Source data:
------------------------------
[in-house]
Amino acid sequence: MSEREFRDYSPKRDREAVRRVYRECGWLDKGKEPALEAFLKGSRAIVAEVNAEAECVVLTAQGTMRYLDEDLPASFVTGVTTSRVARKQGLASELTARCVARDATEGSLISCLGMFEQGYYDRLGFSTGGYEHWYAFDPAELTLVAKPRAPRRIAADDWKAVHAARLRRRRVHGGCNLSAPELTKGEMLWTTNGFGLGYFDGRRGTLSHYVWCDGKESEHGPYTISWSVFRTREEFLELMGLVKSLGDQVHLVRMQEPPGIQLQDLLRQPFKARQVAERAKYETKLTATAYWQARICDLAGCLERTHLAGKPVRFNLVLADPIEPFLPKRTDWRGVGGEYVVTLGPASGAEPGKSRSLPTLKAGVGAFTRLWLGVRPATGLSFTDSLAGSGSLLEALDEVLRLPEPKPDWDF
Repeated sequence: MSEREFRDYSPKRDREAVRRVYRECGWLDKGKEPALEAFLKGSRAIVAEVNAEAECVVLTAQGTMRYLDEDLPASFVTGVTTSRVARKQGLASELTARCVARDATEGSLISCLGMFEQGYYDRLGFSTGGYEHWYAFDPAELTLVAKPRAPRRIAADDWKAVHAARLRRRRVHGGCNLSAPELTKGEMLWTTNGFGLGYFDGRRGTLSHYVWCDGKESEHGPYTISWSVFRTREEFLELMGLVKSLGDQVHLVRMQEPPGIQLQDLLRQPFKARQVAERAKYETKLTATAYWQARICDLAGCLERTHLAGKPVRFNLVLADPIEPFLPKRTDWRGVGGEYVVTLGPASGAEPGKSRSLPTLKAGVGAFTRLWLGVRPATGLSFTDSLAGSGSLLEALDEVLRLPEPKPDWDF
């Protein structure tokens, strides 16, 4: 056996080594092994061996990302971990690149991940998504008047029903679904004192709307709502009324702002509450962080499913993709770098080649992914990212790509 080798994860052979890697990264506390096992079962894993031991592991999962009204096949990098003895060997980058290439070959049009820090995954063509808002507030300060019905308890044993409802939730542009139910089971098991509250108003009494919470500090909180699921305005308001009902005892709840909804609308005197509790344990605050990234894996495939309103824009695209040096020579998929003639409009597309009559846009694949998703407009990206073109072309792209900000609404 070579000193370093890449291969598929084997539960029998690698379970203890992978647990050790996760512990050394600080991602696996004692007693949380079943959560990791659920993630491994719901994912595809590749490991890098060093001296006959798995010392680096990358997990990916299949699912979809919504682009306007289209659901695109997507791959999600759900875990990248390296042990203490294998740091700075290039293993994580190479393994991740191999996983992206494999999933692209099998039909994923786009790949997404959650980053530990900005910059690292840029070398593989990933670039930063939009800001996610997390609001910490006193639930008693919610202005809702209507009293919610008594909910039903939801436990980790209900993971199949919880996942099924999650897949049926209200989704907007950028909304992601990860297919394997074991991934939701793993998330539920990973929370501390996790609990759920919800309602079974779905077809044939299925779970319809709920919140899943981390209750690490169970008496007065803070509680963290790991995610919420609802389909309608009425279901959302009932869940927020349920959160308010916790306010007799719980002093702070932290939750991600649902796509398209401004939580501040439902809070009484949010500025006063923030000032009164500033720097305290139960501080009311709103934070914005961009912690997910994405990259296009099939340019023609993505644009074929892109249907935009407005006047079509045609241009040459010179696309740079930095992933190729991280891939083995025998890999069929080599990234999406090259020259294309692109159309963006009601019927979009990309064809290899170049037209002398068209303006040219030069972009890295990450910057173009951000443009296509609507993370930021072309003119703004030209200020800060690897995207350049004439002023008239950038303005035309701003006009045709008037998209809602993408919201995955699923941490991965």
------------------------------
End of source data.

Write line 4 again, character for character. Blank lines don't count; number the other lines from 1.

């Protein structure tokens, strides 16, 4: 056996080594092994061996990302971990690149991940998504008047029903679904004192709307709502009324702002509450962080499913993709770098080649992914990212790509 080798994860052979890697990264506390096992079962894993031991592991999962009204096949990098003895060997980058290439070959049009820090995954063509808002507030300060019905308890044993409802939730542009139910089971098991509250108003009494919470500090909180699921305005308001009902005892709840909804609308005197509790344990605050990234894996495939309103824009695209040096020579998929003639409009597309009559846009694949998703407009990206073109072309792209900000609404 070579000193370093890449291969598929084997539960029998690698379970203890992978647990050790996760512990050394600080991602696996004692007693949380079943959560990791659920993630491994719901994912595809590749490991890098060093001296006959798995010392680096990358997990990916299949699912979809919504682009306007289209659901695109997507791959999600759900875990990248390296042990203490294998740091700075290039293993994580190479393994991740191999996983992206494999999933692209099998039909994923786009790949997404959650980053530990900005910059690292840029070398593989990933670039930063939009800001996610997390609001910490006193639930008693919610202005809702209507009293919610008594909910039903939801436990980790209900993971199949919880996942099924999650897949049926209200989704907007950028909304992601990860297919394997074991991934939701793993998330539920990973929370501390996790609990759920919800309602079974779905077809044939299925779970319809709920919140899943981390209750690490169970008496007065803070509680963290790991995610919420609802389909309608009425279901959302009932869940927020349920959160308010916790306010007799719980002093702070932290939750991600649902796509398209401004939580501040439902809070009484949010500025006063923030000032009164500033720097305290139960501080009311709103934070914005961009912690997910994405990259296009099939340019023609993505644009074929892109249907935009407005006047079509045609241009040459010179696309740079930095992933190729991280891939083995025998890999069929080599990234999406090259020259294309692109159309963006009601019927979009990309064809290899170049037209002398068209303006040219030069972009890295990450910057173009951000443009296509609507993370930021072309003119703004030209200020800060690897995207350049004439002023008239950038303005035309701003006009045709008037998209809602993408919201995955699923941490991965």